Sniffing out a crime, dog-style…

09 +00002013-01-23T16:00:39+00:0031 2012 § Leave a comment

Snow hound, snow bound

Snow hound, snow bound

Have you noticed how often, both in real life and in fiction, the evidence of a murder or some other crime is discovered by a ‘man walking his dog’?  I first spotted this as a child when the World Cup trophy (also known as the Jules Rimet Trophy) was stolen after the 1966 London World Cup final and later found in a garden in Northwood by a dog named Pickles.  It was subsequently stolen again in 1983, this time for good, probably because there were no intelligent dogs near the sports complex in which it was being displayed in Rio de Janeiro!

In 2008, I was stranded for some hours at Chicago Airport and was fascinated to see the sniffer dogs at work there.  One, a beagle, unerringly insisted on returning to a little old lady who was evidently carrying some banned substance in her large holdall.  She was led away, while the dog returned to the main concourse, exuberant; dogs love to work and to feel that their work is valued.

Many years ago I dog-sat for some friends.  I took the visiting dog – an Irish setter – for a walk.  He was fine until we reached an old, disused railway track, when he refused to go any further.  He started to growl and his hackles rose.  I don’t know what unspeakable horror or danger might have lurked in that isolated plot of scrubby wasteland, but I took his advice; I didn’t stay to find out!

Many newspaper stories describe how bodies or clues have been detected by early-morning dog-walkers.   Such a discovery, this time of the body of the murdered landscape gardener Jo Yeates near a Bristol golf course by a couple walking their dogs, offers a recent, tragic example.

Some crime writers frequently feature dogs in their work: dogs appear in several Ruth Rendell novels, including The Monster in the Box, in which the villain, Targus, excites Inspector Wexford’s suspicion by not being accompanied by the dog from whom he is usually inseparable.  David Benioff endears us to the hero of his offbeat humorous thriller The 25th Hour by having him rescue an injured and abandoned pit bull terrier (which bites him, but he perseveres with it) in the early pages of the novel.  This dog, which he names Doyle, subsequently becomes integral to the plot.  (This is a brilliant novel which I’m just reading; I shall review it shortly.)  I have recently also had the privilege of reading an early draft of Scarecrow, by Matthew Pritchard, which will be published by Salt in August 2013.  The hero of this book, a lone journalist, relies on a dog to give him the company and friendship that he seems unable to obtain from humans.  (This writer is one to watch, by the way.)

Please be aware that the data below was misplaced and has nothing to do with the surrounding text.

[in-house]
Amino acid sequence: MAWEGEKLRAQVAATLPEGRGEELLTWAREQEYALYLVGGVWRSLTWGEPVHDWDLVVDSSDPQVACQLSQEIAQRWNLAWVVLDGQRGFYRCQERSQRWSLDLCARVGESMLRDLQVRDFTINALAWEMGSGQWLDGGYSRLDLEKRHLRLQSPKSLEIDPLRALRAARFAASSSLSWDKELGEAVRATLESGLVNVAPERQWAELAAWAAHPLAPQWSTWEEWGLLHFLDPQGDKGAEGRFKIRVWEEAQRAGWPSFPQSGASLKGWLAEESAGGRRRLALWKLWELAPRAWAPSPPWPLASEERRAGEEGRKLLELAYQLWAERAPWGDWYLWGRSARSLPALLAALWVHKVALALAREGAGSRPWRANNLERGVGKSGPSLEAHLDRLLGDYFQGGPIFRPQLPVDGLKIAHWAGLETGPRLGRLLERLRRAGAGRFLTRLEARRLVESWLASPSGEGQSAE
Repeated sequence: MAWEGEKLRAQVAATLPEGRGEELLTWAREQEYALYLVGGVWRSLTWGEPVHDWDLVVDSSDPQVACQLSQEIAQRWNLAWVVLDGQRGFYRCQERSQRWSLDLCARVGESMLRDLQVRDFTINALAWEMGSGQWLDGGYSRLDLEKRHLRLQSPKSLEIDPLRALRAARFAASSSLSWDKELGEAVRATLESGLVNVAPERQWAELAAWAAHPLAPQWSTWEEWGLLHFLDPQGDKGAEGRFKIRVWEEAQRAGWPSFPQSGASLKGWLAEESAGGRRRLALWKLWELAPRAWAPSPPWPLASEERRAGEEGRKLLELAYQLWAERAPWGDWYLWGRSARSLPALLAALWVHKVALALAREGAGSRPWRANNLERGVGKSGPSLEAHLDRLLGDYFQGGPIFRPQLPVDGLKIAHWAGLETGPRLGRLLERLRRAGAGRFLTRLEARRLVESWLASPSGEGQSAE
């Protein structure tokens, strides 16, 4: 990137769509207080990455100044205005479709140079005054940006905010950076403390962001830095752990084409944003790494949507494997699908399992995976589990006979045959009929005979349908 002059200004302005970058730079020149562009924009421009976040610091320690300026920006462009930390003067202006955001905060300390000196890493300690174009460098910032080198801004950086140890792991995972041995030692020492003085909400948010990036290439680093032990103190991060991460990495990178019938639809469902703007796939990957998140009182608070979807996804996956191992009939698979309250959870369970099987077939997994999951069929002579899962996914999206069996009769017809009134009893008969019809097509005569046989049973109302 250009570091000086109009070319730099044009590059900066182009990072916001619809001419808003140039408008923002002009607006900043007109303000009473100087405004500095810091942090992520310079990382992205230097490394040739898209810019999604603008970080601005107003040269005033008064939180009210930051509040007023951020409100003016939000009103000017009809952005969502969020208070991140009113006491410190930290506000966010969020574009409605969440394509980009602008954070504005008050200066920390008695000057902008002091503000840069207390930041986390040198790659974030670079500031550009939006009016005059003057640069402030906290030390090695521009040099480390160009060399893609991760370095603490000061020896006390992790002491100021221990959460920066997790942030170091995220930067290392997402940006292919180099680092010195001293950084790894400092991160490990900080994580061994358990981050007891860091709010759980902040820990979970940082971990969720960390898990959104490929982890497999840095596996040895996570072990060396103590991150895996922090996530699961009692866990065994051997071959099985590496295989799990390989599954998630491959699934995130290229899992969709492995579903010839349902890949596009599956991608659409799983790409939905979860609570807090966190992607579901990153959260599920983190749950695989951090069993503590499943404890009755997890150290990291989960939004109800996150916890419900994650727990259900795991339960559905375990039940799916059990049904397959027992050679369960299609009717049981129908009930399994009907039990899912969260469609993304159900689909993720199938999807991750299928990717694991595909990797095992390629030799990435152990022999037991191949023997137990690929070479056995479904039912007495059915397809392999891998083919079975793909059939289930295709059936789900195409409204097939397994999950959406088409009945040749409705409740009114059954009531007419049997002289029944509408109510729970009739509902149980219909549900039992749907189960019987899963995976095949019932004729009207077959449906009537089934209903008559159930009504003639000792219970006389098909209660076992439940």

I have a dog myself.  He doesn’t feature in my novels – yet.  As you may already know from a previous post, he is an English pointer with a very highly-developed sense of smell.  He can locate a pheasant from 500 yards or any bitch on heat within a radius of three miles.  He, too, likes to work.  Although he is normally very gentle-natured, he can be fierce if he thinks that his people are threatened.  He wouldn’t make the best of security dogs, because he is too fond of his creature comforts (fire, Aga, bean-bag) and I don’t know how good he would be at helping to solve a crime.  I suspect that that would depend on whether he were in work or play mode at the time, but if the villain were a poacher with pockets stuffed with game birds, he’d be brilliant.

At the moment, he is very excited about the weather, and definitely wants to play (See image!).  If there are mysteries or unseen horrors concealed beneath the snow, he may be too busy enjoying himself to find them!

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